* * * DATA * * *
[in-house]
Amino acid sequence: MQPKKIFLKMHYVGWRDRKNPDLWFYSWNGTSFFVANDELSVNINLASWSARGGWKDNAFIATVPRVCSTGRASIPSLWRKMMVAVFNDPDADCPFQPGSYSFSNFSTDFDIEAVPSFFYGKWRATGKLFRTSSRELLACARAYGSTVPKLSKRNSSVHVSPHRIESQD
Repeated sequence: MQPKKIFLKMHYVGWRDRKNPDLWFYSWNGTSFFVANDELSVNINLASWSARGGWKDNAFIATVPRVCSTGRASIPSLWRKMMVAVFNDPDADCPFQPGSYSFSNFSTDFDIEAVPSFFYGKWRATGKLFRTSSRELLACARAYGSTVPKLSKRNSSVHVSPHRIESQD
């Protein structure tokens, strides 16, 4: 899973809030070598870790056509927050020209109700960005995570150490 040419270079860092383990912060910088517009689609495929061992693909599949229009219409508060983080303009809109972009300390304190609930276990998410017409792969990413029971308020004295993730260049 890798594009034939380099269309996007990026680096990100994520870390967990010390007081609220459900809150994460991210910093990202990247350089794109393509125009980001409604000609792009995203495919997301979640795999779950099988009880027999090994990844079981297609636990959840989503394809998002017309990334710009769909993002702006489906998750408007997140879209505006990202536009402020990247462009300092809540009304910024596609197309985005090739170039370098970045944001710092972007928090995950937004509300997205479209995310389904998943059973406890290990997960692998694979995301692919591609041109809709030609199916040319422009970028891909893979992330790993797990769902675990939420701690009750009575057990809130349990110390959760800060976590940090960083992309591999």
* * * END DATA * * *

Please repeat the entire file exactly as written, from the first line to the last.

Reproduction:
[in-house]
Amino acid sequence: MQPKKIFLKMHYVGWRDRKNPDLWFYSWNGTSFFVANDELSVNINLASWSARGGWKDNAFIATVPRVCSTGRASIPSLWRKMMVAVFNDPDADCPFQPGSYSFSNFSTDFDIEAVPSFFYGKWRATGKLFRTSSRELLACARAYGSTVPKLSKRNSSVHVSPHRIESQD
Repeated sequence: MQPKKIFLKMHYVGWRDRKNPDLWFYSWNGTSFFVANDELSVNINLASWSARGGWKDNAFIATVPRVCSTGRASIPSLWRKMMVAVFNDPDADCPFQPGSYSFSNFSTDFDIEAVPSFFYGKWRATGKLFRTSSRELLACARAYGSTVPKLSKRNSSVHVSPHRIESQD
């Protein structure tokens, strides 16, 4: 899973809030070598870790056509927050020209109700960005995570150490 040419270079860092383990912060910088517009689609495929061992693909599949229009219409508060983080303009809109972009300390304190609930276990998410017409792969990413029971308020004295993730260049 890798594009034939380099269309996007990026680096990100994520870390967990010390007081609220459900809150994460991210910093990202990247350089794109393509125009980001409604000609792009995203495919997301979640795999779950099988009880027999090994990844079981297609636990959840989503394809998002017309990334710009769909993002702006489906998750408007997140879209505006990202536009402020990247462009300092809540009304910024596609197309985005090739170039370098970045944001710092972007928090995950937004509300997205479209995310389904998943059973406890290990997960692998694979995301692919591609041109809709030609199916040319422009970028891909893979992330790993797990769902675990939420701690009750009575057990809130349990110390959760800060976590940090960083992309591999």